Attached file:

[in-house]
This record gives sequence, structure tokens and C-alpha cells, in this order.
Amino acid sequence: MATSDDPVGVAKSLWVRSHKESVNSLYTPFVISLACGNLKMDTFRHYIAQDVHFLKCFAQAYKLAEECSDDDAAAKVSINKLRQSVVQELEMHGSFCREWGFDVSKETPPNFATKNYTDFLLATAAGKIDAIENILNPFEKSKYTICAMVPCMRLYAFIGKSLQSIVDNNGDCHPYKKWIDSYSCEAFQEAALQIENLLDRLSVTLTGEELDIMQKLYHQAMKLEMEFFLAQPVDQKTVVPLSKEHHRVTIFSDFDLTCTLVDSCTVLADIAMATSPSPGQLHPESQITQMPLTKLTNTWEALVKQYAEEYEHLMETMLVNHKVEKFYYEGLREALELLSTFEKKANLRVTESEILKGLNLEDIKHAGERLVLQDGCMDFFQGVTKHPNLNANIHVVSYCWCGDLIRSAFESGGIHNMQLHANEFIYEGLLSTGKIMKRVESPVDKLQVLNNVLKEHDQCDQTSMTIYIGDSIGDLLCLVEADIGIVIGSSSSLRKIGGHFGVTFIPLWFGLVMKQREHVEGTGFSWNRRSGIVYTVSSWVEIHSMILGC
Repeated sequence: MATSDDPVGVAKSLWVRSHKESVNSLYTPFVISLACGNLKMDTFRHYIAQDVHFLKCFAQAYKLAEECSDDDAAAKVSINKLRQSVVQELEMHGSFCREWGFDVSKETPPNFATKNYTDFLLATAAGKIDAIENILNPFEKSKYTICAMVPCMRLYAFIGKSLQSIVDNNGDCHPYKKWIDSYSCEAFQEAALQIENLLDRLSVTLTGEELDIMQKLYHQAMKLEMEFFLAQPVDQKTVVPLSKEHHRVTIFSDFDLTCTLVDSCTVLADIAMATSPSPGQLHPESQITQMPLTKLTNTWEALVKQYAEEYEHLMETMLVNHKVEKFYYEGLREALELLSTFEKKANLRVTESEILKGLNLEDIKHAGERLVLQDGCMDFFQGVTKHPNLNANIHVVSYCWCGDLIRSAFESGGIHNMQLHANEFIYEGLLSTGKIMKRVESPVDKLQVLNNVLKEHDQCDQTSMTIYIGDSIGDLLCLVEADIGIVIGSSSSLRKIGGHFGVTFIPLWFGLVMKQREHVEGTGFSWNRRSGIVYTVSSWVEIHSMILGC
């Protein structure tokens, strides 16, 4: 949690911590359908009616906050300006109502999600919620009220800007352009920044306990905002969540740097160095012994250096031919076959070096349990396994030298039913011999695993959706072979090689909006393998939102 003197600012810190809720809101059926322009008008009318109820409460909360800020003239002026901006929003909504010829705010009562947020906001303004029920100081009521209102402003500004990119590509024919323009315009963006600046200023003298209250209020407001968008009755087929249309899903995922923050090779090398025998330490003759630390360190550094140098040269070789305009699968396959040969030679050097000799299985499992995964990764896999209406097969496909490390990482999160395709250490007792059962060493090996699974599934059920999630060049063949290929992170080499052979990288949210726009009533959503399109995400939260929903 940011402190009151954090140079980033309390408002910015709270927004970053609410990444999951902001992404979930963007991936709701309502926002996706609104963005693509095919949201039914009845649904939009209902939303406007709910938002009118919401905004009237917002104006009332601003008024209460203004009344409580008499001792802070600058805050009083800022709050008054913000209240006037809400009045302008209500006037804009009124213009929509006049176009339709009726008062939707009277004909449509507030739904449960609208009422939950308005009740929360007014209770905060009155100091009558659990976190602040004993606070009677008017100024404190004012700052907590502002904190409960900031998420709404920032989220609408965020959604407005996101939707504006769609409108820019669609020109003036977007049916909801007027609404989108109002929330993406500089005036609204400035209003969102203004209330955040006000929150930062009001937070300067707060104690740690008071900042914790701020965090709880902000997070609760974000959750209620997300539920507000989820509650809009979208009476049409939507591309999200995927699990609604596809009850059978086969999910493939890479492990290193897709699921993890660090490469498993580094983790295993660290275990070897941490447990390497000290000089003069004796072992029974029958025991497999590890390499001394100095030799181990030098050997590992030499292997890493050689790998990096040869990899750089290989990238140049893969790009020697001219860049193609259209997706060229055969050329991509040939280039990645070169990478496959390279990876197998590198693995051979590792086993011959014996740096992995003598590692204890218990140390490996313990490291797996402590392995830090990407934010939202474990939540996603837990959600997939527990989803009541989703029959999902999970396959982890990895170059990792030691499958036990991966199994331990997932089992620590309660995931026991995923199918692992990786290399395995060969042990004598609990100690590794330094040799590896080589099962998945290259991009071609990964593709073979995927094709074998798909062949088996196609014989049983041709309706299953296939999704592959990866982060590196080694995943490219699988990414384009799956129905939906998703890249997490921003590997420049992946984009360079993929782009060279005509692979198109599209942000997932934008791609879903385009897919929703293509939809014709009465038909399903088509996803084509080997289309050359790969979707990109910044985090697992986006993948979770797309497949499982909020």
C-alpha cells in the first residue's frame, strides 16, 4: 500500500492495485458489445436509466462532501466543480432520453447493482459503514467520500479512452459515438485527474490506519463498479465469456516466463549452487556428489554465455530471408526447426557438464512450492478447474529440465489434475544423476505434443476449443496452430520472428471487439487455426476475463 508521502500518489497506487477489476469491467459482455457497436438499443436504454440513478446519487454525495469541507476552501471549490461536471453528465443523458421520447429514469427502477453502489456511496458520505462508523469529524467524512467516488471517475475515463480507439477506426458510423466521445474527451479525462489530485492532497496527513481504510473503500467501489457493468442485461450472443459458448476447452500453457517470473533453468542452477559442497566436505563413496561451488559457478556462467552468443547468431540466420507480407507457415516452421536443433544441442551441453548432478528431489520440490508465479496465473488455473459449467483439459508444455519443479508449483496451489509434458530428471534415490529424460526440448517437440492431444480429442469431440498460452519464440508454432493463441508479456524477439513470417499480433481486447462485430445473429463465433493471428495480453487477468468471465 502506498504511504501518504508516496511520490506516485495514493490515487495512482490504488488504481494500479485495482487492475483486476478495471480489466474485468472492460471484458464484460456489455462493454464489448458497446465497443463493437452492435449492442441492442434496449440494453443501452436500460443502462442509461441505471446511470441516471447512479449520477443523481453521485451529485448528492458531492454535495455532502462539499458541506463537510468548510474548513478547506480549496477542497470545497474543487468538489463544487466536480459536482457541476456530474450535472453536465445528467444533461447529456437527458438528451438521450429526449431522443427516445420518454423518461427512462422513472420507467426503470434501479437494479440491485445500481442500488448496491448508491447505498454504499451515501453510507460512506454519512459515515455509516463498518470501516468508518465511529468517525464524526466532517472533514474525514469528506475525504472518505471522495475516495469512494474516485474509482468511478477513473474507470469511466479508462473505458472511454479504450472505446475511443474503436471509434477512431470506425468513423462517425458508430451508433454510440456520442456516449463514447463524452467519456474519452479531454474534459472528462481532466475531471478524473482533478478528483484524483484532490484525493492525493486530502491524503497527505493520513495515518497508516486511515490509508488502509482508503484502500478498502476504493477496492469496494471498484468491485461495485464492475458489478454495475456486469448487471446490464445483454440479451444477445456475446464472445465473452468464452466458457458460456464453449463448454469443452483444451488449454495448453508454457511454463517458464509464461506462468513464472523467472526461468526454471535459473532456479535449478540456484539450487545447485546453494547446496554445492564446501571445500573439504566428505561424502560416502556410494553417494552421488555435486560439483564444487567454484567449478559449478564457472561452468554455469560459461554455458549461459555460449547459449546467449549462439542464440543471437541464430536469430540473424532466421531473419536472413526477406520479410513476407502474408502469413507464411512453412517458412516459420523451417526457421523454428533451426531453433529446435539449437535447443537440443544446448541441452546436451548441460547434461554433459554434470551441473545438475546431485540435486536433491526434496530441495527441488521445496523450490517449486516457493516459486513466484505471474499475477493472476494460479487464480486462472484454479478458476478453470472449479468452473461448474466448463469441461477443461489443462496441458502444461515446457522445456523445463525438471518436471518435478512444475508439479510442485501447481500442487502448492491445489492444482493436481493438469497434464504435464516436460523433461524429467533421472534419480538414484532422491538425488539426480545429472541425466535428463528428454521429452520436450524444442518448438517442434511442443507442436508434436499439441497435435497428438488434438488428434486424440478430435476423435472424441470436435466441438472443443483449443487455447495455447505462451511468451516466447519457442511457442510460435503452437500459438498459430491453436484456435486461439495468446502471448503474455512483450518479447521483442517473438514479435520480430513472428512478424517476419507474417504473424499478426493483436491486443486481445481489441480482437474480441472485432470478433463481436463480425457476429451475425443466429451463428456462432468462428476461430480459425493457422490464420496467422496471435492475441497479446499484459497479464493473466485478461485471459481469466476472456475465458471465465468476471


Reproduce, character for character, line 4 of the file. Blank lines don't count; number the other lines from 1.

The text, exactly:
Repeated sequence: MATSDDPVGVAKSLWVRSHKESVNSLYTPFVISLACGNLKMDTFRHYIAQDVHFLKCFAQAYKLAEECSDDDAAAKVSINKLRQSVVQELEMHGSFCREWGFDVSKETPPNFATKNYTDFLLATAAGKIDAIENILNPFEKSKYTICAMVPCMRLYAFIGKSLQSIVDNNGDCHPYKKWIDSYSCEAFQEAALQIENLLDRLSVTLTGEELDIMQKLYHQAMKLEMEFFLAQPVDQKTVVPLSKEHHRVTIFSDFDLTCTLVDSCTVLADIAMATSPSPGQLHPESQITQMPLTKLTNTWEALVKQYAEEYEHLMETMLVNHKVEKFYYEGLREALELLSTFEKKANLRVTESEILKGLNLEDIKHAGERLVLQDGCMDFFQGVTKHPNLNANIHVVSYCWCGDLIRSAFESGGIHNMQLHANEFIYEGLLSTGKIMKRVESPVDKLQVLNNVLKEHDQCDQTSMTIYIGDSIGDLLCLVEADIGIVIGSSSSLRKIGGHFGVTFIPLWFGLVMKQREHVEGTGFSWNRRSGIVYTVSSWVEIHSMILGC